• Ice, snow lead to more slips, trips, falls

  • With winter weather such as snow and ice, accidents like Temple had are not uncommon.

    • email print
  • Katie Peterson | Staff Writer
    For Heather Temple, the morning of Feb. 27 started like any other day. Her four children were at school, her husband was at work, and she was heading out to run some errands before her shift at the Post Exchange that afternoon. But, in one second, everything changed.
    Because of the freeze that had occurred overnight, her steps and sidewalk were a sheet of ice.
    “All morning, I told the kids to watch out for the ice because the way our housing is, we have no sun that hits this back of the house until later in the afternoon,” Temple said. “So, any rain, any water that drains, it just stays.
    “So, I knew the ice was there and I was cautious. I planted my foot, and then planted the other one,” she said. “Then I picked up (my right) foot and when I went to plant it back down, it slid and made me fall.”
    As a result, Temple has a severely bruised and sprained right knee cap, stress fractures in her upper right arm, and a possible rotator cuff tear in her right shoulder. Because her right arm is in a sling, everyday tasks are affected and her at-home sewing business has had to be put on hold.
    “One of the hard things is asking for help when I really don’t need help all the time,” Temple said. “Luckily, (the children) have been very helpful, along with my husband.”
    With winter weather such as snow and ice, accidents like Temple had are not uncommon. According to Johnny Weaver, Garrison safety manager, a quarter of the accidents reported to his office are slips, trips and falls each year.
    “That is one of the leading causes of injury is trips and falls, especially in the winter months,” Weaver said. “I looked back from fiscal year 2011 through the present year, and we’ve averaged five recordable injury-producing slips, trips and falls (each year) that we can directly attribute to ice and snow.”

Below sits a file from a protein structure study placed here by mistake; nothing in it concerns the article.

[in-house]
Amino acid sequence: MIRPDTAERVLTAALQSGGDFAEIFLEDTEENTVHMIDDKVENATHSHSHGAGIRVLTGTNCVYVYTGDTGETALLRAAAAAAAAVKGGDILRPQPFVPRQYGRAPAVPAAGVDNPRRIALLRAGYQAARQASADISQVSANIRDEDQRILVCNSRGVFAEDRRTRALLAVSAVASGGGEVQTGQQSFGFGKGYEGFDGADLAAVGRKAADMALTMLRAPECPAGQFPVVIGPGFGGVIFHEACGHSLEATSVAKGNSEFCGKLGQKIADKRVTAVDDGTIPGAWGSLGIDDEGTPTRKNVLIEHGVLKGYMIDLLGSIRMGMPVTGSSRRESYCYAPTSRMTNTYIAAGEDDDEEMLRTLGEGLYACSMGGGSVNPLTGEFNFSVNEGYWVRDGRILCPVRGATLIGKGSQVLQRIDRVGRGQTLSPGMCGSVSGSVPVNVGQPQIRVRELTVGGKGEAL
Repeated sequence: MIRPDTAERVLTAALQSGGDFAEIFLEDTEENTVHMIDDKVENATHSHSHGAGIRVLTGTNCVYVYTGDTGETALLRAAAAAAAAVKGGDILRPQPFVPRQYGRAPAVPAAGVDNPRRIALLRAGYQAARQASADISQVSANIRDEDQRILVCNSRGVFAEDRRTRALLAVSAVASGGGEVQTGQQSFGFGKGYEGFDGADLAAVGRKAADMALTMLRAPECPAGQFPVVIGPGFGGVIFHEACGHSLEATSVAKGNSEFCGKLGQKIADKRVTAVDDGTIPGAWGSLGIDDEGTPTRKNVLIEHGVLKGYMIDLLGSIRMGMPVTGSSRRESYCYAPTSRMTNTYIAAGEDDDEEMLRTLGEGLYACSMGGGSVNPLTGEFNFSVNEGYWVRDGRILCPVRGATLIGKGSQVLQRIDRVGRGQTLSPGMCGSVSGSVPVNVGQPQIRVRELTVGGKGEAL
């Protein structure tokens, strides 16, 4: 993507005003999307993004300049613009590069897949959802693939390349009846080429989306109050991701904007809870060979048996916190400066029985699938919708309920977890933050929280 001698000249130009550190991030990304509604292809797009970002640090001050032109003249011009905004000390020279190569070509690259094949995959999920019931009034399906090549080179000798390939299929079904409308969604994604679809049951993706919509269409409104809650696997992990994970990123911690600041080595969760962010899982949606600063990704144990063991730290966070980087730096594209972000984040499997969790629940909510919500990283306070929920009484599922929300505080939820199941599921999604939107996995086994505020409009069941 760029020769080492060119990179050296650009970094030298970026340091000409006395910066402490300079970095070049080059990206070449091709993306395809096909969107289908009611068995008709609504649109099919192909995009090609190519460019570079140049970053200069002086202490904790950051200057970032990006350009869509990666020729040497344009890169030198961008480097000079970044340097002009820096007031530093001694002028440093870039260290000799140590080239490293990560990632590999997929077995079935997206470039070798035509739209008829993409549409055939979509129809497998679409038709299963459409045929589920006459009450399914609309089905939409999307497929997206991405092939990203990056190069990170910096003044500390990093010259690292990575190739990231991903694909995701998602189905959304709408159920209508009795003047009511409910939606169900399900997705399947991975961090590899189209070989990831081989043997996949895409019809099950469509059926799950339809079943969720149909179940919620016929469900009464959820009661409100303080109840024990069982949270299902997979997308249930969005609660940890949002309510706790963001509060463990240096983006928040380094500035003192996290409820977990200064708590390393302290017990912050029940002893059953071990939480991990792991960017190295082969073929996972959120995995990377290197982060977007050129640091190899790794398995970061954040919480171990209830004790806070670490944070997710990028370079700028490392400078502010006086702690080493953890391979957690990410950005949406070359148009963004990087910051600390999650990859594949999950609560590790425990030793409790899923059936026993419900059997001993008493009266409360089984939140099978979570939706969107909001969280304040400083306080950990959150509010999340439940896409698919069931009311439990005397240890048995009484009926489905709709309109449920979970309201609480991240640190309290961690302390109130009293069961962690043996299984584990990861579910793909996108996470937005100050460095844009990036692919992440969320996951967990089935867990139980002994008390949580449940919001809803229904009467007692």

Maj. John Lane, Munson Army Health Center Executive Wellness physical therapist, said the MAHC physical therapists are currently treating six patients who were injured falling on ice. Most of the patients experienced contusions, which Lane said is consistent with a study conducted in Washington, D.C., that determined 40 percent of the slip, trip and fall-related injuries were contusions. The study also determined that 45 percent of injuries were sprains or strains, and 15 percent were fractures.
    “Contusions, sprains and strains all result in muscular weakness or inhibition, whether the weakness comes from the trauma or from any lingering pain. Physical therapy can help identify and return the muscular activity to normal use,” Lane said. “More significant injuries such as fractures would result in immobilization, and then require activity to improve mobility and then strength and muscular endurance.”
    Page 2 of 2 - To avoid falling on the ice, the easy solution is to stay inside when there is questionable weather. However, for many people, that isn’t an option. So, there are ways to help prevent slips and falls on the ice, Lane said.
    “If you’re preparing for next winter, it is a good idea to work on balance and the ability to respond to initial loss of control as well as general leg strength,” Lane said. “The ankle and foot muscles make most of the small adjustments, followed by the hip when you lose balance.
    “If another storm came through next week then immediate focus could be put on using footwear with proper tread, taking shorter steps while keeping your weight over the middle of the foot when accepting weight, and minimizing acceleration or deceleration,” he said. “Consider the changes you make with driving on slippery surfaces in regards to avoiding slopes, rapid changes in direction and rapid changes in speed. So, if you see a set of stairs as well as a ramp, take the stairs.”
    However, even when precautions are taken, some falls are unavoidable.
    “To no surprise, not all falls are the same,” Lane said. “Making a conscious effort to avoid reaching out or reaching back to stop a fall could save several wrist or shoulder injuries.”
    Active-duty service members must report all injuries caused by accidents on or off duty. Department of the Army civilians must report any injuries they receive while on duty. When someone is injured in an accident, after rendering medical assistance, it should be reported to a supervisor as soon as possible.
    For more information, visit safety.army.mil.
  • Comment or view comments